EUROPE’S CLIMATE AND ENERGY OUTLOOK - Now that the ink on COP21 is dry, Brussel - Parlementaire monitor

Parlementaire monitor
Donderdag 12 december 2019
kalender
Atomium in Brussel.
© Kevin Bergenhenegouwen
datum 20 oktober 2016
plaats Brussel, België
aanwezigen S. (Štefan) Füle i, (Theresa) Griffin i e.a.
organisatie Friends of Europe

Friends of Europe’s annual Climate and Energy Policy Summit will discuss this year the main challenges ahead for global leaders in view of implementing the COP21 Paris Agreement and ensuring affordable and secure energy in the context of rapidly changing energy geopolitics. Key questions will include:

  • With four years to go until the Paris agreement enters into force, what are the chief risks and challenges?
  • How can new technologies blur the traditional boundaries of the energy sector and alter citizens’ interactions with energy?
  • What is the silver bullet to boost energy security: energy efficiency, low-carbon technologies, storage, new networks and interconnections, decentralised energy, capacity mechanisms, or others?

Podcast

Session I

Session II

Session III

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Programme

08.30 - 09.00 Welcome coffee and registration of participants

09.00 - 10.30 SESSION I - Paris agreement a year on: Turning wish-lists into practical policies

The COP21 Paris Agreement marked a long-awaited turning point for global cooperation on climate change. Yet how the burden will be shared between countries and how they will reassess their climate and energy policies is uncertain. Despite the political momentum, weakening global economy and low fossil fuel prices risk discouraging governments from delivering on their commitments and investing more in clean energy. Europe’s climate action is facing an EU ETS carbon price now at 20-month low, the introduction of the market stability reserve is threatened by Polish legal actions and EU member states are still divided over the need to review the 2030 climate pledges.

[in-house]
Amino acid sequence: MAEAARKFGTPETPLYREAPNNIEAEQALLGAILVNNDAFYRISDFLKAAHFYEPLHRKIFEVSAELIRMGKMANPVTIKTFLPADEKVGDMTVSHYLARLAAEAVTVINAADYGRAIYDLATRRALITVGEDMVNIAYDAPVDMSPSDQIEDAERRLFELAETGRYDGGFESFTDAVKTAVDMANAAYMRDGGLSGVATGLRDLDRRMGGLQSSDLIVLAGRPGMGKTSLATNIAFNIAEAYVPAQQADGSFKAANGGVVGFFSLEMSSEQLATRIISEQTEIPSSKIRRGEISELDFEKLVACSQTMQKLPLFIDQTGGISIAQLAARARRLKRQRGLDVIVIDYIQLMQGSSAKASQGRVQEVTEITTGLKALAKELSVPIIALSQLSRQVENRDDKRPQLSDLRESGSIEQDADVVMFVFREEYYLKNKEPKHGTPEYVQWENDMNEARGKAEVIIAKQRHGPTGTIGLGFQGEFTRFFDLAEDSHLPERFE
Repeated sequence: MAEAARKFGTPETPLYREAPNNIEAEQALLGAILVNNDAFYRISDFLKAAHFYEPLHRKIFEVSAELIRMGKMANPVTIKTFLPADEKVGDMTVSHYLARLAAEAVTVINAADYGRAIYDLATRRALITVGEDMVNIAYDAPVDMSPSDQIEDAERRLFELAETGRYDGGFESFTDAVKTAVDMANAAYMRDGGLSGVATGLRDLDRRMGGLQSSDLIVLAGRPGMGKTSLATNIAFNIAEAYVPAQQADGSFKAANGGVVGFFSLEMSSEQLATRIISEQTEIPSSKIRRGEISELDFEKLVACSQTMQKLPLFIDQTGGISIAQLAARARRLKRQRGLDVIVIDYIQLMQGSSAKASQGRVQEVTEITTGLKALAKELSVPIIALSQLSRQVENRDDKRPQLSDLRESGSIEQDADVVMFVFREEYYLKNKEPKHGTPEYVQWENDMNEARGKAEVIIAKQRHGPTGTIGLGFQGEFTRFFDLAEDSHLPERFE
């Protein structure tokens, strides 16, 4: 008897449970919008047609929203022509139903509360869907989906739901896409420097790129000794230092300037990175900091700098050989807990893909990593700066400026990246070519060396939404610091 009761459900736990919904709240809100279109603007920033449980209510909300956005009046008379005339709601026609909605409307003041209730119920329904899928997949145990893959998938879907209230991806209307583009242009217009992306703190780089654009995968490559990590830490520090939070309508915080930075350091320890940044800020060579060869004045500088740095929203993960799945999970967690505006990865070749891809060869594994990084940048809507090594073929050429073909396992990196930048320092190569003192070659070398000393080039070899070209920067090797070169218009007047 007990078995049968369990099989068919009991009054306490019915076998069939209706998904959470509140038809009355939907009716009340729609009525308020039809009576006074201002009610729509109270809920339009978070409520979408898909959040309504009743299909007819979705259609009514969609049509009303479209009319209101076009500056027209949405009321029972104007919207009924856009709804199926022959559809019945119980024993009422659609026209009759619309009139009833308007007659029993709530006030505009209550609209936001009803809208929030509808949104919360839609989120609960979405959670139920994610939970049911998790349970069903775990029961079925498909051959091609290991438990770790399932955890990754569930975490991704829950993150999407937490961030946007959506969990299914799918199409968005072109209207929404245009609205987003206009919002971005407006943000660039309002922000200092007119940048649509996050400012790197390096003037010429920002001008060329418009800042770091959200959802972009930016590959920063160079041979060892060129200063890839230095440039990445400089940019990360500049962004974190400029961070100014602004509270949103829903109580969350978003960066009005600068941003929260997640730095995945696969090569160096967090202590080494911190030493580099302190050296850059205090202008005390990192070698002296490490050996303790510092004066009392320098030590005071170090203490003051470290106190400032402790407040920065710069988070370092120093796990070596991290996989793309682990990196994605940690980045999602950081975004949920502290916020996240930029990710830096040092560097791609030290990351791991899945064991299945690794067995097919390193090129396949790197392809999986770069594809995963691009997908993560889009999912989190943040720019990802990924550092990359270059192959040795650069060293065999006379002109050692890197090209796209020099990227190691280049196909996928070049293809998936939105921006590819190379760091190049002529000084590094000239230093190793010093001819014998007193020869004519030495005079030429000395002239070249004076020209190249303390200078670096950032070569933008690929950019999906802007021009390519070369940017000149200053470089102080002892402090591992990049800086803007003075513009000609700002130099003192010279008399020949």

• With four years to go until the Paris agreement enters into force, what are the chief risks and challenges?
  • What are the implications of the Paris outcome for the public and private sectors investment and planning?
  • What is the most cost-efficient way to reduce global emissions while preserving competitiveness and a level playing field in trade? What is the outlook for a global and economy-wide carbon price?
  • What can be done to overcome the deadlocks in the EU ETS reform and eventually restore the effective price signal?
  • What post-2020 policies and measures are needed to decarbonise sectors not covered by the EU ETS?

Speakers

Jean-Pierre Clamadieu, Chief executive officer at Solvay

Norbert Kurilla, State secretary at the Slovak Ministry of environment

Gérard Mestrallet, Chairman of the board of directors of ENGIE ; co-author of the “Aligning carbon pricing with the Paris Agreement” report

Genevičve Pons-Deladričre, Director of the World Wide Fund for nature (WWF) European Policy Office

Dominique Ristori, European Commission director general for Energy

Moderated by

Dharmendra Kanani, Director of strategy at Friends of Europe

10.30 - 11.00 Coffee break

11.00 - 12.00 SESSION II - The era of disruptive technologies and behaviours: Reconciling consumers interests with industry needs

New technologies and behaviours are shaking up the global energy status quo, disrupting traditional business models, transforming the ways energy is produced, distributed and consumed, and altering citizens’ interactions with energy. Renewables self-generation, cleantech crowdfunding, digitalisation, in-home energy storage, smart meters and grids, low-carbon mobility not only promise to increase productivity and cut CO2 emissions, but are also expected to reduce energy bills, create jobs, reduce countries’ reliance on fuel imports and optimise energy supply. The quickening pace of energy innovation is such that many technologies are commercially viable faster than predicted, yet markets still struggle to catch up and to reap the benefits this ‘new normal’ promises.

  • What shifts in business models will succeed in this disruptive environment, and can all sectors benefit from these transformations?
  • How can new technologies transform the oil and gas industry sectors, and can they blur the traditional boundaries of the energy sector in a cost-efficient way for consumers, businesses and society?
  • How should markets be redesigned to adapt to technological advances, low-carbon imperatives, and pressure from customers in a way that safeguards the EU’s competitiveness and growth?
  • What should the EU energy research, innovation and competitiveness strategy look like for Europe to be the world’s leader?